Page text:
activities of the Centre for Scottish Studies.
Why Simon Fraser University?
Several universities in Eastern Canada have well-established academic
programs in Scottish, Celtic or Irish Studies, but west of Ontario it
becomes nearly impossible for students to engage with this central
influence on Canadian history and culture. The Centre for Scottish
Studies at Simon Fraser University has begun the process of correcting
this regional imbalance in Scottish Studies in Canada. Simon Fraser
University reflects, in many respects, the Scottish heritage implicit in
its name. Its symbol is a claymore donated by Lord Lovat, Chief of Clan
Fraser. The name of the University has been proudly carried by the
Pipe Band to the homeland of the Frasers on many occasions, to the
extent that almost anyone in Scotland will know of Simon Fraser
University. You can listen to a 6 minute medley at
from the 2002 World Pipe Band Championships.
Finally, of central importance to the Centre for Scottish
Studies is the existence at SFU of a strong core of faculty from several
disciplines. There is an ‘elective affinity’, then, between this
university and Scotland and the establishment of this Centre will serve
to make that affinity a concrete reality.
Through a series of major conferences and public lectures, the Centre
for Scottish Studies at Simon Fraser University has attracted a
distinguished collection of scholars to British Columbia. These scholars
James Hunter, Highland and Island Enterprise
George Dalgleish, National Museum of Scotland
Marjorie Harper, University of Aberdeen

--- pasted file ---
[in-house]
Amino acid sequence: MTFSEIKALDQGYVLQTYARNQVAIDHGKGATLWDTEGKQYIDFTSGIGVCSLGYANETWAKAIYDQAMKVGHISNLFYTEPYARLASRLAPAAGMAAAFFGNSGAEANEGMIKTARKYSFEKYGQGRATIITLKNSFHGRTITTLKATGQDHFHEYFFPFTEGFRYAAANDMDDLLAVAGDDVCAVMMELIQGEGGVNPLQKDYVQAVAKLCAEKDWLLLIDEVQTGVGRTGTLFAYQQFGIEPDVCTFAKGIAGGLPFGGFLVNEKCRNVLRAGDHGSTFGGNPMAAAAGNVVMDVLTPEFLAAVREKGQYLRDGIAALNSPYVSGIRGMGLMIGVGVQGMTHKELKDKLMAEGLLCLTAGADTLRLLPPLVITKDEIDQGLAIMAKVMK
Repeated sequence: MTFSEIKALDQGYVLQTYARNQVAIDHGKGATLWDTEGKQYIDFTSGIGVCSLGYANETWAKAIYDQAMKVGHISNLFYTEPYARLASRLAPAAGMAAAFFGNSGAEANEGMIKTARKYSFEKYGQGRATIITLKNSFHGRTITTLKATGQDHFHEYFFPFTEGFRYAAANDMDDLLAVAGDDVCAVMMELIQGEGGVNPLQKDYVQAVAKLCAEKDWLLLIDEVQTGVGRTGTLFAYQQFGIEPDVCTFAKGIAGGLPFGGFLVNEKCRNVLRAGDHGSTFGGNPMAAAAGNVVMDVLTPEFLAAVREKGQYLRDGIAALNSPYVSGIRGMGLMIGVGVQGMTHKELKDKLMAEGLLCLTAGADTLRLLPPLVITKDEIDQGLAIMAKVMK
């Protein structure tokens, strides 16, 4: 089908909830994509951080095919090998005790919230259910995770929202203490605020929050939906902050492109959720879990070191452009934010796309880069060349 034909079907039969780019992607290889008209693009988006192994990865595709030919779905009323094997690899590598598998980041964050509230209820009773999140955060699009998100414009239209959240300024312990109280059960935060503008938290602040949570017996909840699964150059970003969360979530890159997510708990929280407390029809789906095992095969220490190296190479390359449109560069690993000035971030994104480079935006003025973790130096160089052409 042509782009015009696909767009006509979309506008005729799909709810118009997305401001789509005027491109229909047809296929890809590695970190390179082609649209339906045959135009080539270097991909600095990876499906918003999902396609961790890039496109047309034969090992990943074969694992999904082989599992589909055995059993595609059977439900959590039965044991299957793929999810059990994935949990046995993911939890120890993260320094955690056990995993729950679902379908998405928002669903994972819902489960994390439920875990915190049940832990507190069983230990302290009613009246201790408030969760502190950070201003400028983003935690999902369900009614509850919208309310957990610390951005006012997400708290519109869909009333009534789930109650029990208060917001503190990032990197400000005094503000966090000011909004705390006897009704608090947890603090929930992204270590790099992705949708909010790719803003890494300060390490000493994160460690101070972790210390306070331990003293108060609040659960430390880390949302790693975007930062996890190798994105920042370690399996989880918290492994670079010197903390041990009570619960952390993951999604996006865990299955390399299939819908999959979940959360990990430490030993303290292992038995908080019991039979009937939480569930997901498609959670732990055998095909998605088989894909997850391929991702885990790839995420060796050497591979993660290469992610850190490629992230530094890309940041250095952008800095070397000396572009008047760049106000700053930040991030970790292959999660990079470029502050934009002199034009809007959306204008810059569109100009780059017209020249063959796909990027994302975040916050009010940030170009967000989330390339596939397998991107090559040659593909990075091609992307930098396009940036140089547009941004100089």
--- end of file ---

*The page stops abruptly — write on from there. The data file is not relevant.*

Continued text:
Tom Nairn, Edinburgh University
Ken Simpson, Strathclyde University
Robert Crawford, University of St. Andrews
Chris Smout, University of St. Andrews
Lawrence Keppie, University of Glasgow
Ted Cowan, University of Glasgow
Ferris, University of Ottawa.
Courses with Scottish themes
that have been offered at SFU since the opening of the Centre include:
English 378 – Robert Burns
Humanities 240 – Reason and Passion in the Scottish Enlightenment
History 424 – The Scots in Canada: Migration, Memory, Myth and History
History 487 – The History of Scotland 1600 – 1800
English 320 – Scotland and the Culture Politics of Nostalgia in 18th
Humanities 340 – Adam Smith: Humanist and Realist
English 325 – Romantic Poetry: Robert Burns and William Wordsworth
Philosophy 355 – Hume and Empiricism
Humanities 355 – Scottish Society and Culture 1707-1939
The Centre for Scottish
Studies at Simon Fraser University works closely with the Scottish
community in British Columbia. In the last two years, the Centre has
undertaken two major projects with the Scottish community in the
province – an archive project and an oral history project.
The archive project began
with the intention of identifying and locating sources for the history
of the Scots in British Columbia. From there, it expanded to include the
collection of material that had not previously been archived. In the
1930s there were over thirty Scottish societies in the Lower Mainland of
British Columbia and many more in the rest of the province. Many of
these societies have disappeared and those that are left have an aging
membership. The Centre has been collecting the records of these
societies where they are still available. Recent acquisitions include
minutes and membership roles for various camps of the Sons of Scotland
and the Moray, Nairn and Banff Association.
The archive project has now
expanded again to include the collection of materials that relate to the
Scots in British Columbia other than society records. An interesting
recent addition are the memoirs of the Reverend Donald Gillies who was